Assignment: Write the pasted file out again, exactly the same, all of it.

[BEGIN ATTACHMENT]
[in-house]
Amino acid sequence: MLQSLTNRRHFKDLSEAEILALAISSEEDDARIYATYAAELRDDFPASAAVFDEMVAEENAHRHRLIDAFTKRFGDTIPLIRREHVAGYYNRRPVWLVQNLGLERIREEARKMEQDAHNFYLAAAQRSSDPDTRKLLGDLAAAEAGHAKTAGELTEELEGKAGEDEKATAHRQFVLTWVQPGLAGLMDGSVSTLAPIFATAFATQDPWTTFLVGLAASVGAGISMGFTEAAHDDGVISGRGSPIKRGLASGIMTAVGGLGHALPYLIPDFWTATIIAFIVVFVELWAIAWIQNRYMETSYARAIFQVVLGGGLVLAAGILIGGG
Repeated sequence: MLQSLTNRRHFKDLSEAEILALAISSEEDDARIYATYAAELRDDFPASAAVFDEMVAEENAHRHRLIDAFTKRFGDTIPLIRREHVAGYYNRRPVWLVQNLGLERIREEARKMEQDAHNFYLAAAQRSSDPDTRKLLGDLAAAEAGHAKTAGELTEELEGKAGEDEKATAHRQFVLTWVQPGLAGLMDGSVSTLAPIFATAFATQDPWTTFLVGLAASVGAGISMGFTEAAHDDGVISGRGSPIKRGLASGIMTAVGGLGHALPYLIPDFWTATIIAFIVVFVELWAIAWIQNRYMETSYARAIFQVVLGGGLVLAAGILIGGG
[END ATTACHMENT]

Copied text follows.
[in-house]
Amino acid sequence: MLQSLTNRRHFKDLSEAEILALAISSEEDDARIYATYAAELRDDFPASAAVFDEMVAEENAHRHRLIDAFTKRFGDTIPLIRREHVAGYYNRRPVWLVQNLGLERIREEARKMEQDAHNFYLAAAQRSSDPDTRKLLGDLAAAEAGHAKTAGELTEELEGKAGEDEKATAHRQFVLTWVQPGLAGLMDGSVSTLAPIFATAFATQDPWTTFLVGLAASVGAGISMGFTEAAHDDGVISGRGSPIKRGLASGIMTAVGGLGHALPYLIPDFWTATIIAFIVVFVELWAIAWIQNRYMETSYARAIFQVVLGGGLVLAAGILIGGG
Repeated sequence: MLQSLTNRRHFKDLSEAEILALAISSEEDDARIYATYAAELRDDFPASAAVFDEMVAEENAHRHRLIDAFTKRFGDTIPLIRREHVAGYYNRRPVWLVQNLGLERIREEARKMEQDAHNFYLAAAQRSSDPDTRKLLGDLAAAEAGHAKTAGELTEELEGKAGEDEKATAHRQFVLTWVQPGLAGLMDGSVSTLAPIFATAFATQDPWTTFLVGLAASVGAGISMGFTEAAHDDGVISGRGSPIKRGLASGIMTAVGGLGHALPYLIPDFWTATIIAFIVVFVELWAIAWIQNRYMETSYARAIFQVVLGGGLVLAAGILIGGG